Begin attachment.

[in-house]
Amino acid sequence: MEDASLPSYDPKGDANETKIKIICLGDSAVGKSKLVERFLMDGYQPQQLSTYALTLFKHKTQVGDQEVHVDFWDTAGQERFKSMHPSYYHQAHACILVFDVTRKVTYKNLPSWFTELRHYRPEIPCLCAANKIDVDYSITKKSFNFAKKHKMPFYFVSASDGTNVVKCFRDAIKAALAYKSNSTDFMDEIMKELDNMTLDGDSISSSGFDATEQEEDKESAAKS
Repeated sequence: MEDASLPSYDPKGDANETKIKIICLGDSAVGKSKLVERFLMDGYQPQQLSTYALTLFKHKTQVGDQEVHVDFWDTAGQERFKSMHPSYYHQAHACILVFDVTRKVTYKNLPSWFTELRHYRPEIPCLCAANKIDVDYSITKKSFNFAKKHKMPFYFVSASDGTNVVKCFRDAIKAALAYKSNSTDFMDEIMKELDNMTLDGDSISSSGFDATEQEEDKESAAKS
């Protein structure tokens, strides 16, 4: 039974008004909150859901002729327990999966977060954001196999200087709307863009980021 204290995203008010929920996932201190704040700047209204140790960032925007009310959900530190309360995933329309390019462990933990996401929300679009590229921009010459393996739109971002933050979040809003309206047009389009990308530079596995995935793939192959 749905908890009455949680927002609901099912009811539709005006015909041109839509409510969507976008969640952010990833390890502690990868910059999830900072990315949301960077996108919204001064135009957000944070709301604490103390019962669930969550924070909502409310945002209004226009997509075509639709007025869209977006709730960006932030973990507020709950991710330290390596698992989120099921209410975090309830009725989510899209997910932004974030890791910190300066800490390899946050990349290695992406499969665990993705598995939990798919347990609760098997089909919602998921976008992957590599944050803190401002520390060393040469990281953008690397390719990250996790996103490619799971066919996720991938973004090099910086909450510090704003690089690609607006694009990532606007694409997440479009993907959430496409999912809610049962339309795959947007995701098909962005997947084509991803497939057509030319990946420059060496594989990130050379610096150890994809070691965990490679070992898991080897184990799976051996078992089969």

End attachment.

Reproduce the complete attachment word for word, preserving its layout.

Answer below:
[in-house]
Amino acid sequence: MEDASLPSYDPKGDANETKIKIICLGDSAVGKSKLVERFLMDGYQPQQLSTYALTLFKHKTQVGDQEVHVDFWDTAGQERFKSMHPSYYHQAHACILVFDVTRKVTYKNLPSWFTELRHYRPEIPCLCAANKIDVDYSITKKSFNFAKKHKMPFYFVSASDGTNVVKCFRDAIKAALAYKSNSTDFMDEIMKELDNMTLDGDSISSSGFDATEQEEDKESAAKS
Repeated sequence: MEDASLPSYDPKGDANETKIKIICLGDSAVGKSKLVERFLMDGYQPQQLSTYALTLFKHKTQVGDQEVHVDFWDTAGQERFKSMHPSYYHQAHACILVFDVTRKVTYKNLPSWFTELRHYRPEIPCLCAANKIDVDYSITKKSFNFAKKHKMPFYFVSASDGTNVVKCFRDAIKAALAYKSNSTDFMDEIMKELDNMTLDGDSISSSGFDATEQEEDKESAAKS
């Protein structure tokens, strides 16, 4: 039974008004909150859901002729327990999966977060954001196999200087709307863009980021 204290995203008010929920996932201190704040700047209204140790960032925007009310959900530190309360995933329309390019462990933990996401929300679009590229921009010459393996739109971002933050979040809003309206047009389009990308530079596995995935793939192959 749905908890009455949680927002609901099912009811539709005006015909041109839509409510969507976008969640952010990833390890502690990868910059999830900072990315949301960077996108919204001064135009957000944070709301604490103390019962669930969550924070909502409310945002209004226009997509075509639709007025869209977006709730960006932030973990507020709950991710330290390596698992989120099921209410975090309830009725989510899209997910932004974030890791910190300066800490390899946050990349290695992406499969665990993705598995939990798919347990609760098997089909919602998921976008992957590599944050803190401002520390060393040469990281953008690397390719990250996790996103490619799971066919996720991938973004090099910086909450510090704003690089690609607006694009990532606007694409997440479009993907959430496409999912809610049962339309795959947007995701098909962005997947084509991803497939057509030319990946420059060496594989990130050379610096150890994809070691965990490679070992898991080897184990799976051996078992089969």